28 Aug 2023
Following the UK government’s launch of its post-Brexit immigration system in January 2021, foreign interest in Britain’s jobs has more than doubled. This is according to fresh research from the global hiring platform Indeed. The proportion of job searches in the UK carried out by foreigners increased by 146% from a low of 2.2% in April 2021 to 5.5% in June this year. In addition, foreign searches are also well above the 2017-2019 average of 3.5%.
EU falling behind
The EU is trailing the UK’s figures, according to these findings. Only 1.5% of all clicks on EU jobs came from people outside the European Union in April 2021. However, although this has almost doubled since then to 2.8% as of June, representing an 82% rise, it is still a far cry from the gains in non-EU nations such as the UK, US, Canada and Australia. Nearly a year since the introduction of the EU Talent Pool initiative, aimed at attracting skilled workers to the EU, Europe remains under pressure to become a top destination for jobseekers looking for overseas opportunities. In addition, Britain seems to be more of a longer-term magnet for foreign job seekers compared to the European Union, with the share of searches from abroad steadily higher since 2017.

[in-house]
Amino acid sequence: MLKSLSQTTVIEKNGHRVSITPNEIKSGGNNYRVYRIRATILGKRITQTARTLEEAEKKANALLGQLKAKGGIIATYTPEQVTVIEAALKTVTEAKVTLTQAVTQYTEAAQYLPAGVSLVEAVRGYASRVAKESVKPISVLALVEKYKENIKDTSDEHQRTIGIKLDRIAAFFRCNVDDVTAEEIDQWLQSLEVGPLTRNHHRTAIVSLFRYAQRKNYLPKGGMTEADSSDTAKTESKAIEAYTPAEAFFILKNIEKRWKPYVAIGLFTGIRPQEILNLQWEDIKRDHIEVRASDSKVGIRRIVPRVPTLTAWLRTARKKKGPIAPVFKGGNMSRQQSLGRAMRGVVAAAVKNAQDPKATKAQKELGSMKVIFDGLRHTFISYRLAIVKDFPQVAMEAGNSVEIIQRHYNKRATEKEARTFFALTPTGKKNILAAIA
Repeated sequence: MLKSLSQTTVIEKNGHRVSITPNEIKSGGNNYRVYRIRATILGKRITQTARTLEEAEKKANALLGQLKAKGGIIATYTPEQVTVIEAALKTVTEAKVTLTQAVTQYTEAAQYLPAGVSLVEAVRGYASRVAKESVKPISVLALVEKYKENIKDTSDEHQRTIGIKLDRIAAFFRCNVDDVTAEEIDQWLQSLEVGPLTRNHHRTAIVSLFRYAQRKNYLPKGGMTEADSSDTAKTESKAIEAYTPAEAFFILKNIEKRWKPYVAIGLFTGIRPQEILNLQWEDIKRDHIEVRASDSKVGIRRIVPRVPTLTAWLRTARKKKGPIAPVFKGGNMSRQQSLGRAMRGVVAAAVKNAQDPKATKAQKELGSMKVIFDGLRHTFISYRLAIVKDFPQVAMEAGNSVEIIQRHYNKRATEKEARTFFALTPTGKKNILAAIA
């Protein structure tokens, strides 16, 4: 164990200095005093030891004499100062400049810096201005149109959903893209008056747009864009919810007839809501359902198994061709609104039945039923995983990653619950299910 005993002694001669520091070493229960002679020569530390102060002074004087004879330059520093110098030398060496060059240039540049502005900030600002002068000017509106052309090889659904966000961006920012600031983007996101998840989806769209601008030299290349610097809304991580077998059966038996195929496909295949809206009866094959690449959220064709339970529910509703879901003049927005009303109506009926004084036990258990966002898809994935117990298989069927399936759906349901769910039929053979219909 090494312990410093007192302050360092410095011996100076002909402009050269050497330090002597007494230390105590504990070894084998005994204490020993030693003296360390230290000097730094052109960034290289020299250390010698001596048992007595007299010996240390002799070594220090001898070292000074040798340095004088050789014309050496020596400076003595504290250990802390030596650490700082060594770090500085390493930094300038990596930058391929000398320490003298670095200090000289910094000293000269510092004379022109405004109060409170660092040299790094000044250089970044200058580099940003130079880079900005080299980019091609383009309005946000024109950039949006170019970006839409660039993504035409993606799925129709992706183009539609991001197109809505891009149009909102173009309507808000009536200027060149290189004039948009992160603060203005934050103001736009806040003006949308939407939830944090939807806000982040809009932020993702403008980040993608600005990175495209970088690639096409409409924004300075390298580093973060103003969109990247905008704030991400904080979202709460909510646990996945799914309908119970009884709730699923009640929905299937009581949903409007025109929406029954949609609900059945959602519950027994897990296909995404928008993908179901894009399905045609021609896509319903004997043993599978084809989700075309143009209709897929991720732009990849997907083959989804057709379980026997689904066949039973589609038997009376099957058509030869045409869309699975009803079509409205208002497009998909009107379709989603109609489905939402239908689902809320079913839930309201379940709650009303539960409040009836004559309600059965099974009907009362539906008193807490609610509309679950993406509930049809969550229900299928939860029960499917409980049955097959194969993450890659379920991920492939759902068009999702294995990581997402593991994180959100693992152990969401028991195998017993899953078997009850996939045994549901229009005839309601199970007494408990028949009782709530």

Global leaders attracting foreign workers
As per the Indeed research, the UK is not at the top of the global list in regard to attracting foreign workers. Countries including Luxembourg, Oman and Switzerland typically attracted the highest number of jobseekers from overseas. All three nations had shares of foreign job searches between 40% and 75% as of June. Moreover, the greatest interest in terms of sector for foreign jobseekers in the UK was for personal care and home health, with 9.3% of clicks in the first six months of this year, compared to 7.3% in 2019. The most frequent foreign jobseeker interest stemmed from people in Nigeria, India and South Africa. Pawel Adrjan, Director of EMEA research at Indeed, said of the findings: “Immigration to developed countries has rebounded significantly in recent years, fuelled in large part by tight labour markets and long-term demographic trends including ageing populations and shrinking local workforces. In fact, ONS data shows that net migration to the UK was 606,000 in 2022, the highest number on record. In contrast, Indeed’s data shows that the EU is struggling to establish itself as a top destination for foreign job seekers, despite the rebound from pandemic lows.”
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